She said big companies must be forced to treat workers “respectfully.”
“The ANC allows big companies to undertake massive retrenchments in order to maintain their profit margins. WASP will make sure these companies keep people in employment and actually increase employment. And if they reduce working hours, this must be without loss of pay. And if they’re not prepared to work with government on those terms, then the government should take over those companies.”
WASP is also fighting for the minimum wage in South Africa to be 12,500 rand [US $1,250] a month.
Critic says ANC health and education policies failed
Wasp credited the ANC with helping to build democracy in South Africa. But it emphasized that the government’s achievements are “tainted” by its failures, especially in the health and education sectors which are characterized by “fundamental inequality.”
“Public health facilities are generally poor, and all South Africans who can afford it turn to private healthcare,” Shange explained. “The problem then is that there are good services for the rich and far different services for the black majority. You have the poor and black being reduced to beggars at the mercy of [hospital] staff that see them as that, as poor people that they can treat anyhow.”
It’s ANC policy to provide free primary and high school education to all South Africans.
“But this isn’t working,” said Shange. “Because the state schools are so bad, wealthier people must pay a fortune for a better standard of private learning for their kids. Of course, poor people cannot afford this and so their children receive poor education with no hope of escaping poverty.”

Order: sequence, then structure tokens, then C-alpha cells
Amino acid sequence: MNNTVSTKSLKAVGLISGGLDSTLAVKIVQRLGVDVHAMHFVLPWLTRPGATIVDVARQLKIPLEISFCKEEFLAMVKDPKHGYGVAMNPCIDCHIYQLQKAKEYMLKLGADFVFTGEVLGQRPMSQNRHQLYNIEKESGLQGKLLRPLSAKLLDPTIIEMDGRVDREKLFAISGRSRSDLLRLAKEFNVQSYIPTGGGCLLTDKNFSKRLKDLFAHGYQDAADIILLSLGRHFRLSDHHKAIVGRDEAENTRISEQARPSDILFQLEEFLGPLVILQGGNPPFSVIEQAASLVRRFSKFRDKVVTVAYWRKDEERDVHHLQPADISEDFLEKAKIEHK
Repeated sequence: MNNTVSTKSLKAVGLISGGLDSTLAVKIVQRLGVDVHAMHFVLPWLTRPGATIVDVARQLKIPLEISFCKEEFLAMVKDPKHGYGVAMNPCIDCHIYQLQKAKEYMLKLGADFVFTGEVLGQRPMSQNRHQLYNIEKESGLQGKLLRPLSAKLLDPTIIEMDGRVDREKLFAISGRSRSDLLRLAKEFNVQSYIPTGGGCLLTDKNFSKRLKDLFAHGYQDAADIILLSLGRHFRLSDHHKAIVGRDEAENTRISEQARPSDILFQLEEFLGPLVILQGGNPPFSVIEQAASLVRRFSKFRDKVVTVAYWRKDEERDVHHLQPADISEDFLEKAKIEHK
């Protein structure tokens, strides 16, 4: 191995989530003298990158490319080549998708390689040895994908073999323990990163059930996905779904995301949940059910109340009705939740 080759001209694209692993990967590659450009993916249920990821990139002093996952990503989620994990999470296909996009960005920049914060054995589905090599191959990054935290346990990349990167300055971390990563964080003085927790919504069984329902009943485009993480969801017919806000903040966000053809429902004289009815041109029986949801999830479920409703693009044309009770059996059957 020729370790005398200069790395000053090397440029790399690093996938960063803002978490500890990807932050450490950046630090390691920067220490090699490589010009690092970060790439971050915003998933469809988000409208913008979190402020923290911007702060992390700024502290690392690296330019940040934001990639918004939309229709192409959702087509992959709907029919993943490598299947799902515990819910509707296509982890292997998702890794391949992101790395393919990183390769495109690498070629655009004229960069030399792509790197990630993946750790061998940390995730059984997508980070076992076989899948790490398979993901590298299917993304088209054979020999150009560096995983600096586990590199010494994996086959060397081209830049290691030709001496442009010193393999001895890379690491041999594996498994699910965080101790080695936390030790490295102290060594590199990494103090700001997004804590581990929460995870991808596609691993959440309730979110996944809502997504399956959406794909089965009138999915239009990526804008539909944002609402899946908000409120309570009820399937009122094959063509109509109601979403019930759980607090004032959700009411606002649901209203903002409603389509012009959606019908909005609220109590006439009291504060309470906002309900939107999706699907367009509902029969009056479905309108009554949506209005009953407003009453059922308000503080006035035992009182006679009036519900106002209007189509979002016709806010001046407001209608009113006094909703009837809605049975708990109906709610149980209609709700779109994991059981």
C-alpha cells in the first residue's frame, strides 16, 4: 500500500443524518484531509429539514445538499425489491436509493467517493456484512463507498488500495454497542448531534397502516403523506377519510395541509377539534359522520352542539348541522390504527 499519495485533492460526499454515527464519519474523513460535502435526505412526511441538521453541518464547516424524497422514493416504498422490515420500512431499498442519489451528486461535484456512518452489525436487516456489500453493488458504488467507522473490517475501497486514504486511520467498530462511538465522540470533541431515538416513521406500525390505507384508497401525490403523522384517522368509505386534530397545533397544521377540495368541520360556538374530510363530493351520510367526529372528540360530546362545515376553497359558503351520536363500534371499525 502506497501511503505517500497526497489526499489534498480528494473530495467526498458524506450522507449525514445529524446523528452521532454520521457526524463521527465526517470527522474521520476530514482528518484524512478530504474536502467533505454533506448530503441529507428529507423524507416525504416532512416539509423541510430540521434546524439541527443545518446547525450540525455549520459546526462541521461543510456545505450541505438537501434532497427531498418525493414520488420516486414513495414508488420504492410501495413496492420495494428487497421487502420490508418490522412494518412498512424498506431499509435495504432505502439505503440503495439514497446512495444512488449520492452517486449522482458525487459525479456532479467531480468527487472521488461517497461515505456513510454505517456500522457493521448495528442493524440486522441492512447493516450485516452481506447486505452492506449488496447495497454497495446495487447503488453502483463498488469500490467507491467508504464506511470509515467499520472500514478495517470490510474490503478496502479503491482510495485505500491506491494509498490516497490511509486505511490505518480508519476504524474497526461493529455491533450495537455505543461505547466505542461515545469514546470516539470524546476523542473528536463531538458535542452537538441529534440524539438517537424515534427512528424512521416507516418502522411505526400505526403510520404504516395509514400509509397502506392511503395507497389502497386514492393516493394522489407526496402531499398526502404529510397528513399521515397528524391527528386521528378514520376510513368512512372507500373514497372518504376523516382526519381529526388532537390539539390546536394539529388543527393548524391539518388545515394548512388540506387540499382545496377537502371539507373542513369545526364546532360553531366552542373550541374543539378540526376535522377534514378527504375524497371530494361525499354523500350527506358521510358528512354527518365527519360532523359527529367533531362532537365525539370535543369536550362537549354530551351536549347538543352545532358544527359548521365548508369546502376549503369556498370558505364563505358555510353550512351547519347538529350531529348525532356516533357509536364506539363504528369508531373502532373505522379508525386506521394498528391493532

She described the state education system as a “number one evil” in present-day South Africa.
“It’s not actually meant to educate people that are going to be meaningful adults, that are going to be working, that are going to go to university, that are going to run the country. You are [just] storing people waiting to join the reserve army of about 40 percent unemployed. So it’s okay to have 60 to 70 kids in a class; it’s okay if there are no textbooks.”
Shange said that WASP, if it ever rose to power, would not “steal” money. “We won’t waste money on luxury houses and cars and exorbitant salaries for officials. We will channel a lot of funds to providing universal free, quality education to South Africans.”
Winning at least one seat
She referred to the upcoming polls as a “test run” for her party.
“One of our main tasks is to use the more politicized environment during the elections to establish WASP in the minds of working class people in every corner of the country. If we win one seat or five in parliament, that would be a bonus,” said Shange.
However, she’s convinced that it’s possible for WASP to win at least one seat in the national legislature.
Shange said the party would use this to “spy” on the “big-business-friendly boys and girls club that parliament is.”
Predicting the ANC's swan song
She maintained that people across South Africa have given WASP leaders an “amazing reception.”
“Wherever we go to visit poor workers, like farmworkers, the response is the same: ‘This is what I’ve been waiting for. I don’t know where this party [has] been my whole life.’”
Like most analysts, though, Shange predicts the ANC will win the election… But that the victory will herald the ruling party’s swansong.
“I think it’ll be another five years of increasing tensions within the party. It might even tear up. I think it will be the last time that they are able to win. Things are happening very fast; the impatience [with the ANC] is growing incredibly.”
Shange added, “The ANC has run out of all its excuses about why South Africa remains the most unequal society in the world.”